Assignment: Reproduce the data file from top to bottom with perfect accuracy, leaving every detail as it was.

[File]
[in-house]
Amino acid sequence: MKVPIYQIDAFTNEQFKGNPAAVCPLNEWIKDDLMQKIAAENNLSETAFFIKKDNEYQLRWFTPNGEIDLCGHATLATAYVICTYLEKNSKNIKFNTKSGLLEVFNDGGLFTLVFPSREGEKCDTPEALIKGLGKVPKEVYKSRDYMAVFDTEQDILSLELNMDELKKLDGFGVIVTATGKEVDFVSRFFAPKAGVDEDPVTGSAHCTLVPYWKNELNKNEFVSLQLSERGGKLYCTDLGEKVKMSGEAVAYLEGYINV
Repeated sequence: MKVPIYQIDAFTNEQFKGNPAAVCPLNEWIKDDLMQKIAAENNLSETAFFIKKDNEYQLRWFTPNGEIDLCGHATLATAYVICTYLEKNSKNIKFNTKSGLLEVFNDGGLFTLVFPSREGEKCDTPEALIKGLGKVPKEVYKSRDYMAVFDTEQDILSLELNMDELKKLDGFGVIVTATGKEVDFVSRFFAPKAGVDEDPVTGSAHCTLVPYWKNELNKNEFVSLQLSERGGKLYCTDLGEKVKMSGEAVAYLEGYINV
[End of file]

[in-house]
Amino acid sequence: MKVPIYQIDAFTNEQFKGNPAAVCPLNEWIKDDLMQKIAAENNLSETAFFIKKDNEYQLRWFTPNGEIDLCGHATLATAYVICTYLEKNSKNIKFNTKSGLLEVFNDGGLFTLVFPSREGEKCDTPEALIKGLGKVPKEVYKSRDYMAVFDTEQDILSLELNMDELKKLDGFGVIVTATGKEVDFVSRFFAPKAGVDEDPVTGSAHCTLVPYWKNELNKNEFVSLQLSERGGKLYCTDLGEKVKMSGEAVAYLEGYINV
Repeated sequence: MKVPIYQIDAFTNEQFKGNPAAVCPLNEWIKDDLMQKIAAENNLSETAFFIKKDNEYQLRWFTPNGEIDLCGHATLATAYVICTYLEKNSKNIKFNTKSGLLEVFNDGGLFTLVFPSREGEKCDTPEALIKGLGKVPKEVYKSRDYMAVFDTEQDILSLELNMDELKKLDGFGVIVTATGKEVDFVSRFFAPKAGVDEDPVTGSAHCTLVPYWKNELNKNEFVSLQLSERGGKLYCTDLGEKVKMSGEAVAYLEGYINV